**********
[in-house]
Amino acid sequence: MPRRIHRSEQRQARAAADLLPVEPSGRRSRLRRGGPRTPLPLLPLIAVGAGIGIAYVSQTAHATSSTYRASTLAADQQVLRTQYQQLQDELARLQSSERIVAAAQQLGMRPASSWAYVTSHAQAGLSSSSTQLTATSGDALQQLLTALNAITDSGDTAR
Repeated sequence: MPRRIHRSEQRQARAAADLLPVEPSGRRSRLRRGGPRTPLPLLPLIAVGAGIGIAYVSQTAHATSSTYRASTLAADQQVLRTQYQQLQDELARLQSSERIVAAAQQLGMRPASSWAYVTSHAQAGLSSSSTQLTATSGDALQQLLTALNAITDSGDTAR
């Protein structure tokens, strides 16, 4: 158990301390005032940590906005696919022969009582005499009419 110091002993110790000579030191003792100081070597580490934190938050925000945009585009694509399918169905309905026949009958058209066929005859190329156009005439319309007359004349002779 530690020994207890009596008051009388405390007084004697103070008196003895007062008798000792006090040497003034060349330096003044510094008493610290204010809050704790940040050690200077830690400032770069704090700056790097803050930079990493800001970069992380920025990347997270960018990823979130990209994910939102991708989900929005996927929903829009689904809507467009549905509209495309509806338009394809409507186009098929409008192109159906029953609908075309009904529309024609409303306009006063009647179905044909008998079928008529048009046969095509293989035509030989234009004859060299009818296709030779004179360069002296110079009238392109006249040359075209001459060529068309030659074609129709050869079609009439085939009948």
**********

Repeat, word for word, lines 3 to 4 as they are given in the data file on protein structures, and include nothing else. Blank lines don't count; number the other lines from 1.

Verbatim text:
Repeated sequence: MPRRIHRSEQRQARAAADLLPVEPSGRRSRLRRGGPRTPLPLLPLIAVGAGIGIAYVSQTAHATSSTYRASTLAADQQVLRTQYQQLQDELARLQSSERIVAAAQQLGMRPASSWAYVTSHAQAGLSSSSTQLTATSGDALQQLLTALNAITDSGDTAR
């Protein structure tokens, strides 16, 4: 158990301390005032940590906005696919022969009582005499009419 110091002993110790000579030191003792100081070597580490934190938050925000945009585009694509399918169905309905026949009958058209066929005859190329156009005439319309007359004349002779 530690020994207890009596008051009388405390007084004697103070008196003895007062008798000792006090040497003034060349330096003044510094008493610290204010809050704790940040050690200077830690400032770069704090700056790097803050930079990493800001970069992380920025990347997270960018990823979130990209994910939102991708989900929005996927929903829009689904809507467009549905509209495309509806338009394809409507186009098929409008192109159906029953609908075309009904529309024609409303306009006063009647179905044909008998079928008529048009046969095509293989035509030989234009004859060299009818296709030779004179360069002296110079009238392109006249040359075209001459060529068309030659074609129709050869079609009439085939009948």